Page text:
For Animation Filmmakers:


  • Have an animation short to premiere/feature online, and need a comprehensive presentation (in the form of interview/review)? Zippy Frames is a trusted independent animation news website, which has featured a vast array of short animation films, from the more narrative to the outright experimental ones. Send us your film for consideration

⇒ Here's more info how to submit  


  • We address the story aspects of your animation film; we examine its theme, plot structure, characters, context, in accordance with your already stated idea and director's own intentions. We come up with solutions to story problems you face, and provide examples of fine practices for your project.

⇒ Here's more info


  • Animation festival submission seems both a laborious and a mindless process for independent animation filmmakers. We can make the process seem more structured, less laborious and more promising for your festival career of your film - handled by the same people who manage Zippy Frames (via Scheriaa Productions)

⇒ Here's more info

For Animation and Film Festivals & Events Professionals


  • Zippy Frames hosts an extended database of call for entries from animation festivals. A large part of its news roundup covers animation festivals and film festival news. However, not everything can be covered with the same depth and extent as it could (and should) have been. If you're interested in getting in talks and an offer for a festival promotion agreement, contact our Head Editor (vassilis AT zippyframes DOT com)


  • For festivals, conferences, film promotions, companies and products related to the animation industry, we offer reviews, interviews or video reports that promote your services or products in a creative and friendly way. For more info, email: info AT zippyframes DOT com



Hong Kong-based artist Max Hattler presents his experimental animation Serial Parallels.

Max Hattler (X, Spin, Divisional Articulations) consistently crafts a choreographed world in his experimental animation work, in which every loop matters

In Serial Parallels, he approaches Hong Kong’s built environment from the conceptual perspective of celluloid film, by applying the technique of film animation to the photographic image. The city’s signature architecture of horizon-eclipsing housing estates is reimagined as parallel rows of film strips

Watch Serial Parallels

"One of the things that struck me the most when I relocated from Europe to Hong Kong" Hattler tells Zippy Frames "is the territory’s extremely condensed and vertical cityscape. This is most clearly seen in the city’s highrises, and particularly the social housing estates with their dense urban living conditions and populations whose daily existence conforms to the often repetitive, systematic, and mechanistic landscape they.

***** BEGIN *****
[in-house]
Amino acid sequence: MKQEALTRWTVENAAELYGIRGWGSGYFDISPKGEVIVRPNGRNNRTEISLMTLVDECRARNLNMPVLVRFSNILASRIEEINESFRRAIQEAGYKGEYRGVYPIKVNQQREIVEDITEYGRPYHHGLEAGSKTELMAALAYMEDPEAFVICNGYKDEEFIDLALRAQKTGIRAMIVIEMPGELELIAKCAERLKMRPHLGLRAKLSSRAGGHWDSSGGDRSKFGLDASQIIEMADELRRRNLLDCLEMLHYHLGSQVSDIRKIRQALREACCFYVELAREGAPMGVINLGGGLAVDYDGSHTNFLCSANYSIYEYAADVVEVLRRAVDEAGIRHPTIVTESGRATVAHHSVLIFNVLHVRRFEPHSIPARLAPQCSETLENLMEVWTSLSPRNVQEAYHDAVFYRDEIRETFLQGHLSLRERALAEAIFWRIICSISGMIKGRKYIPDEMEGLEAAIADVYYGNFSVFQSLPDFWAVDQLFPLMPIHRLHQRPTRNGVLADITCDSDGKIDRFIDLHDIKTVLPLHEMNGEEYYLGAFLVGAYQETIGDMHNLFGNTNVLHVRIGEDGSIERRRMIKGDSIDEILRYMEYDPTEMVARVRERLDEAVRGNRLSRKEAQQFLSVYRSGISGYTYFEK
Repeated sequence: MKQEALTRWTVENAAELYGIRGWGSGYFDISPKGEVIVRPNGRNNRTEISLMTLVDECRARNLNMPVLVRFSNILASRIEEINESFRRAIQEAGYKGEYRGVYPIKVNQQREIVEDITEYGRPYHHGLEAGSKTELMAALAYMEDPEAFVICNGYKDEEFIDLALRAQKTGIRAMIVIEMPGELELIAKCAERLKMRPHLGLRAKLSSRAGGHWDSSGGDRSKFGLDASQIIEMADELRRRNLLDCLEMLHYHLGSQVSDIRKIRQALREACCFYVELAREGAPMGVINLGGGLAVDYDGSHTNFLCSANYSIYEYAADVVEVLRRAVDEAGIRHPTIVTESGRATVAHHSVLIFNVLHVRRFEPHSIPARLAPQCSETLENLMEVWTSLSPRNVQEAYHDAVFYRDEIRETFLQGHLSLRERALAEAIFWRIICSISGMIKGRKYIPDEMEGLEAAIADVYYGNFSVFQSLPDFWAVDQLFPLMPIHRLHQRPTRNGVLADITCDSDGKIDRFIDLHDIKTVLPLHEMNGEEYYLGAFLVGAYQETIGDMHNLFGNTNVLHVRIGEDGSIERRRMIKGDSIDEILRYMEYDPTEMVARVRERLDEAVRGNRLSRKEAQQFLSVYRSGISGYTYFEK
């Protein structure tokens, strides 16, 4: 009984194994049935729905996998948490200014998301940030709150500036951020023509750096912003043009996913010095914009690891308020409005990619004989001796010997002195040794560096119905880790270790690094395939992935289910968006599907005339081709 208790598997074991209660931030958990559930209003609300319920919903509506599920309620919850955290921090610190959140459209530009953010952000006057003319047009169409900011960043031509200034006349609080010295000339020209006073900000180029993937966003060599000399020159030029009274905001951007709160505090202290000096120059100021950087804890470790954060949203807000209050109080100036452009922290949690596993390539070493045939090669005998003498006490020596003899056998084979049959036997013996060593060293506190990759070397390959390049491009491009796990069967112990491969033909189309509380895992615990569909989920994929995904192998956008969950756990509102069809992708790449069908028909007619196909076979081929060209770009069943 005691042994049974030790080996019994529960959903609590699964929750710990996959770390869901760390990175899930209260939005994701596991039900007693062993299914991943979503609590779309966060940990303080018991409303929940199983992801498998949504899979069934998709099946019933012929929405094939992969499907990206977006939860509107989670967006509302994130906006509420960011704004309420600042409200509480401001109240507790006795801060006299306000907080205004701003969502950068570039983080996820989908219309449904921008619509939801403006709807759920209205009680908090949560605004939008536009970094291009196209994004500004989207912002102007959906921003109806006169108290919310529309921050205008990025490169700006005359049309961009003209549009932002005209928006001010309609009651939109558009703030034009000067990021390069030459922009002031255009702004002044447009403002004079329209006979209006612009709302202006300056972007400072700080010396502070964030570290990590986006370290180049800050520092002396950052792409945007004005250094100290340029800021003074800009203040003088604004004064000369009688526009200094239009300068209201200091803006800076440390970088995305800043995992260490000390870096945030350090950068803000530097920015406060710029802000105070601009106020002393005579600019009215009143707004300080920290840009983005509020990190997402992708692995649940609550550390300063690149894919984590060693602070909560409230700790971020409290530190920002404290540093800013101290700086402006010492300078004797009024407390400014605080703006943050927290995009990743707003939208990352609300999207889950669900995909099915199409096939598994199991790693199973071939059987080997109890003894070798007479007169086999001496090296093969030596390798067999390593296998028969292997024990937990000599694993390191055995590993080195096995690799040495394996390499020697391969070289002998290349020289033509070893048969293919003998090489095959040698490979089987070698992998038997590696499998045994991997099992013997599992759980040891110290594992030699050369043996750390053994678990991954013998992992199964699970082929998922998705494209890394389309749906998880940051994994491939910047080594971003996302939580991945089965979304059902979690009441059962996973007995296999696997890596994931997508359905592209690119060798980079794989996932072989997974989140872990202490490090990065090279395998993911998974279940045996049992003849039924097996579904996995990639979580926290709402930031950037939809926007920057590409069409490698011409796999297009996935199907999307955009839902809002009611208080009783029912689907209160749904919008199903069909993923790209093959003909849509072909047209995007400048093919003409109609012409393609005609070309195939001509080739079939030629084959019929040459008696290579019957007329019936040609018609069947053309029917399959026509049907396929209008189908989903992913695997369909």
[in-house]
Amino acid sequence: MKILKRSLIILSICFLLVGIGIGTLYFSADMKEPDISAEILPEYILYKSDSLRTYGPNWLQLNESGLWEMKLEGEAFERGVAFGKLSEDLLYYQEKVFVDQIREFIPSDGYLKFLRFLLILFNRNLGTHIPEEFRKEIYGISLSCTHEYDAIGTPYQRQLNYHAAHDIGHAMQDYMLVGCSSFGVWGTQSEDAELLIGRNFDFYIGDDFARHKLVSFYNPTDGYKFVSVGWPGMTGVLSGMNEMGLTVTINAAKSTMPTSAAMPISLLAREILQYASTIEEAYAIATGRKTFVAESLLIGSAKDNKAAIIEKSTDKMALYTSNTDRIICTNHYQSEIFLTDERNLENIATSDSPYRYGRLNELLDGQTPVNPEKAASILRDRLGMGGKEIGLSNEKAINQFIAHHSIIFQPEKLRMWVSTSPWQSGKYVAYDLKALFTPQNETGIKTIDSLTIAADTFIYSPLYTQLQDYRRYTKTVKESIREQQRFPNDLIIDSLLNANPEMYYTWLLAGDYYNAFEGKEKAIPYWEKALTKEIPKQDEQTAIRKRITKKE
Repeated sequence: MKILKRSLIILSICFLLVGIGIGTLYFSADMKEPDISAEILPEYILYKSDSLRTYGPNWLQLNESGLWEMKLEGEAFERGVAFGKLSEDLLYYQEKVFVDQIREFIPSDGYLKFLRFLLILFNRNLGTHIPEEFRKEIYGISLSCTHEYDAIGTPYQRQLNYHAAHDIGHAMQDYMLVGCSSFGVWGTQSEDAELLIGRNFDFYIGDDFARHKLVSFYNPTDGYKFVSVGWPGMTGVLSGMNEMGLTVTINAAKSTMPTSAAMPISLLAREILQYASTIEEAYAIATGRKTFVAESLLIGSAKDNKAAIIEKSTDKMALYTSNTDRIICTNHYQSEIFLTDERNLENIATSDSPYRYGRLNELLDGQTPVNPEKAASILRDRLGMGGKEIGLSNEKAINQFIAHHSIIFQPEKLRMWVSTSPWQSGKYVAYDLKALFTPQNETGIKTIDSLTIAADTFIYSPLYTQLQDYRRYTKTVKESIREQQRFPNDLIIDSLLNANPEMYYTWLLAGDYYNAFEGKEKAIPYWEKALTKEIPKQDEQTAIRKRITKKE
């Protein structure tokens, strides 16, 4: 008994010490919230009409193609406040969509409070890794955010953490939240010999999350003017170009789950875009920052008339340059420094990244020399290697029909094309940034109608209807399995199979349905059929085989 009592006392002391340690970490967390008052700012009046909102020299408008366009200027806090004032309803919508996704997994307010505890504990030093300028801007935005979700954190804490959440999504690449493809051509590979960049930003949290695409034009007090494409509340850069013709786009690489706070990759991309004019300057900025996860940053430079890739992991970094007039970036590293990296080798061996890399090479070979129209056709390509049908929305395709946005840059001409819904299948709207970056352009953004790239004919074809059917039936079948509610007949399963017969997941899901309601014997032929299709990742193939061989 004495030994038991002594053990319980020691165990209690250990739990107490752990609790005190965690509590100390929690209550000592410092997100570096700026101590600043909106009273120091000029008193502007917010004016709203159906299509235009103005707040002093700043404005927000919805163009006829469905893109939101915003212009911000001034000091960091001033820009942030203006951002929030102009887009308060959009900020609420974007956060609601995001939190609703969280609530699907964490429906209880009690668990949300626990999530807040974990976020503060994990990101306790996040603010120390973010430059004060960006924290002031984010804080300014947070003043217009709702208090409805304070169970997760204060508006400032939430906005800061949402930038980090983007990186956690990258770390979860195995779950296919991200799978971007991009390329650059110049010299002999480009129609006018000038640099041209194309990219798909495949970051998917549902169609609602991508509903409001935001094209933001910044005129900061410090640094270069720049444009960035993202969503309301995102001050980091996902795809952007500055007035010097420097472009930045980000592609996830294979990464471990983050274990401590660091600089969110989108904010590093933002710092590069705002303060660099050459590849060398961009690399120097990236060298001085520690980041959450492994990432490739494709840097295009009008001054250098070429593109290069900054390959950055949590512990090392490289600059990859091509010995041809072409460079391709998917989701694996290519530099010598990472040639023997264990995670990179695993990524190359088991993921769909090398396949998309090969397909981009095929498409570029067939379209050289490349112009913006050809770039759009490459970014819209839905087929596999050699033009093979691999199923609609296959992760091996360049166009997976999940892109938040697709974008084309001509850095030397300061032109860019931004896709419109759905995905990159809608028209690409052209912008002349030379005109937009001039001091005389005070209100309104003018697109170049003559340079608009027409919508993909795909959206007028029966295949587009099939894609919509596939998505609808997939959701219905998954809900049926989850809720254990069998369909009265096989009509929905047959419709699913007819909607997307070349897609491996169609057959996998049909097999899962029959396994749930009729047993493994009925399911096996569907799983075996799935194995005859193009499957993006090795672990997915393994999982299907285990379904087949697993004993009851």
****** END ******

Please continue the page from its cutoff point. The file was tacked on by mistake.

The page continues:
To translate this claustrophobic yet exhilarating and colourful urban environment into a moving image form through the tools of animation, Serial Parallels approaches the buildings as series of film strips, inspired by how film runs through a projector. High-resolution photographs of building facades are re-animated through vertical and horizontal movements, with each floor or window corresponding to a film frame".

The director notices also the different building distances from the camera when working that way; coupled with perspective distortion,  "it makes the buildings appear almost liquid at times, and opening up new ways of reading and experiencing the city space".

Temporal  connections between the buildings, on the other hand, created through meticulous editing, reveal  for the director "the similarities and extreme standardization, but also the beauty of Hong Kong’s high-rise buildings".

Repetition of the Hong Kong's urban environment may be intrinsically interesting, yet it needs to keep the audience's attention. "We shot thousands of photographs for the film" Max Hattler explains, "and animated many more sequences than were used in the end. The final version of Serial Parallels is made up of a total of only 240 photographs".

It looks mechanical on paper, but there's nothing mechanical in Max Hattler's Serial Parallels. Only an efficient thought and visual process, which leads to an impeccable yet spirited execution in one of the year's best short animation films.

Want to read more free articles like this?

Keep this professional animation journalism effort relevant and updated. Become our patron


Support Zippy Frames

Keep this professional animation journalism effort relevant and updated. Become a Zippy Frames patron